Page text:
The Exterior of the Zalman Z9 Neo

The Zalman Z9 Neo sports a modern design, with the company trying to balance it between elegance and aggression. Measuring 49 cm tall, 20.5 cm wide and 48.2 cm deep (19.3 × 8.1 × 19 in), resulting to a volume of 48.4 liters, the size Zalman Z9 Neo is relatively small for a midi ATX tower case. It significantly smaller than cases designed for high thermal performance, such as the Riotoro CR1280 (28.1% larger) and the Cooler Master MasterCase 5 (36.2% larger). It is about the same size as the Corsair 400Q (12.4% smaller), which lacks any external drive bays. We received the white version of the Z9 Neo, which still has a black frame surrounding the faceplate and interior.

11.2 oz (330 ml) can inserted as size reference

The faceplate door opens from left to right, revealing a black plastic fascia with two 5.25” drive slots. Zalman installed a thin layer of sound absorbing material to the inside of the door.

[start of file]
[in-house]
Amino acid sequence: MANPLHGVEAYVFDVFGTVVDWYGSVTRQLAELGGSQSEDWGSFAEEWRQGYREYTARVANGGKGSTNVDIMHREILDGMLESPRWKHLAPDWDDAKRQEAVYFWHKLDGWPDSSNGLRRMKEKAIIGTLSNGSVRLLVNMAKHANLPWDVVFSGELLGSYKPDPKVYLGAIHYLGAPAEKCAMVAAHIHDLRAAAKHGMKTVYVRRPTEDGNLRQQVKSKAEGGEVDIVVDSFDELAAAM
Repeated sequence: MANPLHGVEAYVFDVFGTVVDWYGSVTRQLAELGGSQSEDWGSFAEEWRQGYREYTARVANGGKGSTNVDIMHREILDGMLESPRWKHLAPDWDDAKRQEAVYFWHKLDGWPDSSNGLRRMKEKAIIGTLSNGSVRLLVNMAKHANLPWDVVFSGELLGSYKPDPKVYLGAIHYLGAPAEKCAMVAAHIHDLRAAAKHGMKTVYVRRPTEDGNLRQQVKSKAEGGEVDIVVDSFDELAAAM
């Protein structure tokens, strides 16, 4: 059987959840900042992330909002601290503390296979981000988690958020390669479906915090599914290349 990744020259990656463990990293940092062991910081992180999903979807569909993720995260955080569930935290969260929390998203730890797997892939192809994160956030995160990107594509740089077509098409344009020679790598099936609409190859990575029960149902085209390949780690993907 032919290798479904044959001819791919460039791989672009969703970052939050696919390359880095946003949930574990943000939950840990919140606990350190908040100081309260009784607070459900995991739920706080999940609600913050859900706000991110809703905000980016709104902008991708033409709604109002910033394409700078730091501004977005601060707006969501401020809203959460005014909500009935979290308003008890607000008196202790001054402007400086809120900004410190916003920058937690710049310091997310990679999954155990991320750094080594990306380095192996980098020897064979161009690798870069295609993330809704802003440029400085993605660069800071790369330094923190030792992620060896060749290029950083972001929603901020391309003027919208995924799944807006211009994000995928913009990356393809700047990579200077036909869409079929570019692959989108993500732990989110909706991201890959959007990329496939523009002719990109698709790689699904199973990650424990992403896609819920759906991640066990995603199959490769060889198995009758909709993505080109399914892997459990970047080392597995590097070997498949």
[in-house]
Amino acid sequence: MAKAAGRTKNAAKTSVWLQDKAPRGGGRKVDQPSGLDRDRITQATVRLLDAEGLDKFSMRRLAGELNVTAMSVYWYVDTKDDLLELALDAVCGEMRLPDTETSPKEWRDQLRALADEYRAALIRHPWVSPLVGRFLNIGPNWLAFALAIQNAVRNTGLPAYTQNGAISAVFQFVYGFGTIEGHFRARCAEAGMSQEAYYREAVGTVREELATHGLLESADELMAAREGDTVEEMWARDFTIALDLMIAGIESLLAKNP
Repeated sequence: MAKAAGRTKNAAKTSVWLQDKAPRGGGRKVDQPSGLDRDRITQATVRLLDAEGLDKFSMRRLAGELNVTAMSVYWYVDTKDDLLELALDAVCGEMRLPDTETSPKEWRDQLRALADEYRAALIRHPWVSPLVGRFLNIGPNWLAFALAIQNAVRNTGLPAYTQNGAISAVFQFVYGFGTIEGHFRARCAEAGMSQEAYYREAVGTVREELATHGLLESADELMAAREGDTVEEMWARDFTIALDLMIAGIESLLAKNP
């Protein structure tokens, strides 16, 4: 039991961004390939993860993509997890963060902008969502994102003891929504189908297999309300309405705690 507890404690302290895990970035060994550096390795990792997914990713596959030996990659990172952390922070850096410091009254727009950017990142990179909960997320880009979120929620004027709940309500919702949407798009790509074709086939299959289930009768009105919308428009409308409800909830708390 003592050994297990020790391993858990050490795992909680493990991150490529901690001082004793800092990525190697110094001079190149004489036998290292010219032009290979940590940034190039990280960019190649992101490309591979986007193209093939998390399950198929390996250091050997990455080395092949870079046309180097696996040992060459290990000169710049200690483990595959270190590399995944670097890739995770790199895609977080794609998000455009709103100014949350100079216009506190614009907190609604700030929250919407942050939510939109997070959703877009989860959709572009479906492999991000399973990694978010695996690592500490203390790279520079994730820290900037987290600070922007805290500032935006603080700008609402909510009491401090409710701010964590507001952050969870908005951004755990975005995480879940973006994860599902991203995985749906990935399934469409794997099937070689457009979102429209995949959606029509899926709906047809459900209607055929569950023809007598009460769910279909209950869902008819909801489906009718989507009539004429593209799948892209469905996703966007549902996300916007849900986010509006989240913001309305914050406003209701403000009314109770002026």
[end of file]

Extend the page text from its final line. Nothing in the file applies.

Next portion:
In order to reach the front panel intake filter, the entire front panel needs to be removed. This is an easy task, as the panel can be simply pulled off in an instant. However, the front intake filter is nothing more than a nylon mesh and cannot be removed. It will have no effect on smaller dust particles and the only way to effectively clean it, without bending its metallic holders, is to use a vacuum cleaner directly on the case.

The front I/O ports and buttons are at the top side of the front panel, on the black plastic frame that surrounds it. Starting from left to right, we can see a large power button with a LED ring, a small round reset switch, two 3.5mm headphone jacks, two USB 2.0 ports and two USB 3.0 ports. Simple rubber inserts have been installed into the USB ports, to prevent dust from accumulating. Having to remove them each time a USB device is going to connect can become annoying for some users, plus these inserts are so small that they are almost begging to get lost.

A look at the rear of the Zalman Z9 Neo reveals that the PSU compartment is located at the bottom, a common design nowadays. We can also see the 120 mm rear exhaust fan and notice that it cannot be replaced by a 140 mm fan, which was also hinted by the specifications of the case, as it is too narrow. There are no holes for cables or liquid cooling hoses.